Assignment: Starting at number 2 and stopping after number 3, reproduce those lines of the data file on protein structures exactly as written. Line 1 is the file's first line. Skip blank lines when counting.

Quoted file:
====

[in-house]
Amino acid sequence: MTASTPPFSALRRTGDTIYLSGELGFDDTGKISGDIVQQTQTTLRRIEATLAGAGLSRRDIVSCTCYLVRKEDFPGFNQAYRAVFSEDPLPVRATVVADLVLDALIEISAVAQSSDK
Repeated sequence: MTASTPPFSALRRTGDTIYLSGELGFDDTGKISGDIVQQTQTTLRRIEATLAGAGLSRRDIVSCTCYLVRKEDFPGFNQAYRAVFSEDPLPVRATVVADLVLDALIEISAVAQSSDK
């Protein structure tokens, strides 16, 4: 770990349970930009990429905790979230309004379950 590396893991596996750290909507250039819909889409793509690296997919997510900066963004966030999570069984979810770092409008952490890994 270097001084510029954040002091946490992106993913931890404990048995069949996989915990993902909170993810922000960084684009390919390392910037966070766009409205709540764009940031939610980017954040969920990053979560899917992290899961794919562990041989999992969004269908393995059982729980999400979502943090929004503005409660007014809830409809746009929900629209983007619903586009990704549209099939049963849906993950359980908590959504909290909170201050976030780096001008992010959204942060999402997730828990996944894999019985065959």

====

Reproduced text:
Amino acid sequence: MTASTPPFSALRRTGDTIYLSGELGFDDTGKISGDIVQQTQTTLRRIEATLAGAGLSRRDIVSCTCYLVRKEDFPGFNQAYRAVFSEDPLPVRATVVADLVLDALIEISAVAQSSDK
Repeated sequence: MTASTPPFSALRRTGDTIYLSGELGFDDTGKISGDIVQQTQTTLRRIEATLAGAGLSRRDIVSCTCYLVRKEDFPGFNQAYRAVFSEDPLPVRATVVADLVLDALIEISAVAQSSDK